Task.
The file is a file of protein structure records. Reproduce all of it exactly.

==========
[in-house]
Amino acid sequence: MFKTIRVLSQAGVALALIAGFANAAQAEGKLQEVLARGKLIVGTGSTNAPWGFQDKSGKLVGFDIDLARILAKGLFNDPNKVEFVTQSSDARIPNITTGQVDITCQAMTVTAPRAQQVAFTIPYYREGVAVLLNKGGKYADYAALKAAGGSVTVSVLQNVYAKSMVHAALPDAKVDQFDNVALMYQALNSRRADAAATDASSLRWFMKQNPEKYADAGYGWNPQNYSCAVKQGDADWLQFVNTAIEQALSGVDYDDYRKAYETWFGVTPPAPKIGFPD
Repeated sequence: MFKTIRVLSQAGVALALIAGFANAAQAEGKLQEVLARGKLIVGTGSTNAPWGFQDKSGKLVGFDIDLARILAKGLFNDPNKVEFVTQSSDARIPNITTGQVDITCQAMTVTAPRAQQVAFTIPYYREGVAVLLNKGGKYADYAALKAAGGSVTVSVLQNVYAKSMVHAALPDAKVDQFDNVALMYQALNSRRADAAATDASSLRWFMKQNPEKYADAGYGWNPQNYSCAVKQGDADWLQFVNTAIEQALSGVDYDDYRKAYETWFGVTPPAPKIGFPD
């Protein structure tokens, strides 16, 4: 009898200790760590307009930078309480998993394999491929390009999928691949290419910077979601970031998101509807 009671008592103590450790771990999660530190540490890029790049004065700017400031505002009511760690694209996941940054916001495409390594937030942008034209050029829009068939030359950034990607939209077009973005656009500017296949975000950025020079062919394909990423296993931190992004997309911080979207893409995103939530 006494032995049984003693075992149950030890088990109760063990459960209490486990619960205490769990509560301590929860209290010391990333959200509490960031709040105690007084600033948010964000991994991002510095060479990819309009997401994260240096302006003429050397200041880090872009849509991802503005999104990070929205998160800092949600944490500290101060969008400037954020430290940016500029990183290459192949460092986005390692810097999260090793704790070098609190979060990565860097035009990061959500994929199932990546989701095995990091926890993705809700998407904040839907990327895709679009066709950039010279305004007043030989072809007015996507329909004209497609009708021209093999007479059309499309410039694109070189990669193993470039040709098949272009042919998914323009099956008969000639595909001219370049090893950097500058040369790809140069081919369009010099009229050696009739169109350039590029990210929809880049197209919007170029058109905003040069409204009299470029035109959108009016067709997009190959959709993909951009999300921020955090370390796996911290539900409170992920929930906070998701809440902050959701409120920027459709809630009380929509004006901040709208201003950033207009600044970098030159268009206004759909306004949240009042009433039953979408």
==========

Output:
[in-house]
Amino acid sequence: MFKTIRVLSQAGVALALIAGFANAAQAEGKLQEVLARGKLIVGTGSTNAPWGFQDKSGKLVGFDIDLARILAKGLFNDPNKVEFVTQSSDARIPNITTGQVDITCQAMTVTAPRAQQVAFTIPYYREGVAVLLNKGGKYADYAALKAAGGSVTVSVLQNVYAKSMVHAALPDAKVDQFDNVALMYQALNSRRADAAATDASSLRWFMKQNPEKYADAGYGWNPQNYSCAVKQGDADWLQFVNTAIEQALSGVDYDDYRKAYETWFGVTPPAPKIGFPD
Repeated sequence: MFKTIRVLSQAGVALALIAGFANAAQAEGKLQEVLARGKLIVGTGSTNAPWGFQDKSGKLVGFDIDLARILAKGLFNDPNKVEFVTQSSDARIPNITTGQVDITCQAMTVTAPRAQQVAFTIPYYREGVAVLLNKGGKYADYAALKAAGGSVTVSVLQNVYAKSMVHAALPDAKVDQFDNVALMYQALNSRRADAAATDASSLRWFMKQNPEKYADAGYGWNPQNYSCAVKQGDADWLQFVNTAIEQALSGVDYDDYRKAYETWFGVTPPAPKIGFPD
């Protein structure tokens, strides 16, 4: 009898200790760590307009930078309480998993394999491929390009999928691949290419910077979601970031998101509807 009671008592103590450790771990999660530190540490890029790049004065700017400031505002009511760690694209996941940054916001495409390594937030942008034209050029829009068939030359950034990607939209077009973005656009500017296949975000950025020079062919394909990423296993931190992004997309911080979207893409995103939530 006494032995049984003693075992149950030890088990109760063990459960209490486990619960205490769990509560301590929860209290010391990333959200509490960031709040105690007084600033948010964000991994991002510095060479990819309009997401994260240096302006003429050397200041880090872009849509991802503005999104990070929205998160800092949600944490500290101060969008400037954020430290940016500029990183290459192949460092986005390692810097999260090793704790070098609190979060990565860097035009990061959500994929199932990546989701095995990091926890993705809700998407904040839907990327895709679009066709950039010279305004007043030989072809007015996507329909004209497609009708021209093999007479059309499309410039694109070189990669193993470039040709098949272009042919998914323009099956008969000639595909001219370049090893950097500058040369790809140069081919369009010099009229050696009739169109350039590029990210929809880049197209919007170029058109905003040069409204009299470029035109959108009016067709997009190959959709993909951009999300921020955090370390796996911290539900409170992920929930906070998701809440902050959701409120920027459709809630009380929509004006901040709208201003950033207009600044970098030159268009206004759909306004949240009042009433039953979408």